The Luxury Series: Secure the Bag
You have $100K to invest.
Select either Mr. Big or Carrie to manage your money.
Mr. Big runs a hedge fund which aims to outperform the stock market. He invests in gold, stocks and corporate bonds
Carrie invests in Birkin bags and sometimes in stamps (yes, stamps)
Who do you pick?
Now if you chose Carrie – congrats, over the past 35 years she would have made you 2.5x the returns of Mr. Big. In fact, since more than 50% of hedge funds fail – Mr. Big would have liquidated your investment to fund his terrible coke habit.
Here’s how the different investments stack up over a 35 year period:
Hedge funds make just 6% on average
The US stock market makes 11% a year
What about the returns from a Birkin bag?
The value of a Birkin has gone 500% across the last 35 years translating to roughly 14% per year. In fact – Birkins outperform the stock market nearly every single year.
Last year handbags (followed by stamps) were the number one collectible investment outperforming wine, whiskey, watches and even art.
Now take a few seconds to look at the bag below, how much would you spend on it?
This bag has sold for $500k (R8.5m).
It’s the “holy grail” of handbags, the white Himalaya Birkin bag. Made from Nile Crocodile hide which undergoes a special dye process turning it a special white that fades to a smoky grey. It also features 18-karat white gold and more than 200 diamonds. You’re probably reading this thinking, investment purposes aside, this is an absurd amount to spend on a handbag – what makes this so special?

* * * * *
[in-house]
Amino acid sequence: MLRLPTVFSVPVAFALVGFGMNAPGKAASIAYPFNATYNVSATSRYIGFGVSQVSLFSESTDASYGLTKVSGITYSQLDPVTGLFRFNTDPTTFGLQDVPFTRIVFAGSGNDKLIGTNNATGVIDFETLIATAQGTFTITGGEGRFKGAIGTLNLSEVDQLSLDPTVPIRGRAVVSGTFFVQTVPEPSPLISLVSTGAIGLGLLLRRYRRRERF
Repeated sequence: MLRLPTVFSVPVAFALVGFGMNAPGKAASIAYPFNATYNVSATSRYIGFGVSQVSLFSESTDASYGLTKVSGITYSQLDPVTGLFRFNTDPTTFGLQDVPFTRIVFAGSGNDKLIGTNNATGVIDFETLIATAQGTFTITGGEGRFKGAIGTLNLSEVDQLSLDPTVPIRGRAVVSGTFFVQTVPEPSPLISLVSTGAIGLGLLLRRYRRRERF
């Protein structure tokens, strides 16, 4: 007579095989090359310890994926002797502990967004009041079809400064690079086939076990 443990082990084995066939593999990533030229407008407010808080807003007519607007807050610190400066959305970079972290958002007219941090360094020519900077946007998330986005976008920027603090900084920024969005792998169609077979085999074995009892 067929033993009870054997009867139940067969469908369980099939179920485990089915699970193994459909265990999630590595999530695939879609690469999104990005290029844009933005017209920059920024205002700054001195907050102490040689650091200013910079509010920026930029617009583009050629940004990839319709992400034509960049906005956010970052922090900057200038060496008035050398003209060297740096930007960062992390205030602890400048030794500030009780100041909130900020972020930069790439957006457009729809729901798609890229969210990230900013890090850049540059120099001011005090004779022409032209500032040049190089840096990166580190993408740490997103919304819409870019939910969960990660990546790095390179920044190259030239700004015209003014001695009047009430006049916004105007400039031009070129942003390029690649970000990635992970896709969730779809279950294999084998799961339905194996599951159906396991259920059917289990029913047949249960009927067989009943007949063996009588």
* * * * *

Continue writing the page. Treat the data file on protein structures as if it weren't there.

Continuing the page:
The anatomy of a Hermès Birkin
Scarcity – You can’t buy it. No, seriously. You simply can’t walk into a Hermès and buy one. Chances are even sales associates haven’t sold one before. Hermès claims store directors can place seasonal orders twice a year and they may fulfill the order 12 months later. Waiting lists don’t exist at Hermès stores – so you can’t place an order either.
Welcome to the slightly dystopian universe where you have $12k (R200k) to spend on a handbag but nobody will sell it to you. Searching for insider hacks on how to buy a Birkin online is an absolute rollercoaster. Testimonials range from the far-fetched & jaw-dropping to downright tragic.
Here’s a few “tips” from those who have been fortunate enough to snag one:
“Build up a reputation by paying for many other things over a long period of time before asking about a Birkin.”
“Leverage your American Express Black Card and use your concierge to place the order”
“Look “deserving” of the bag”
“Just go to the store & ask” (this is my favourite)
Needless to say, it’s incredible to see the lengths someone is willing to go to secure the bag.
The kicker? In the very unlikely chance you’re offered a Birkin, you won’t be able to choose the colour or the size. You pay for what you’re given.
Workmanship – The culture of desirability is born from the production. All Birkins are handmade and it takes 48 hours to create a single bag – but that’s the culmination of years in the hustle.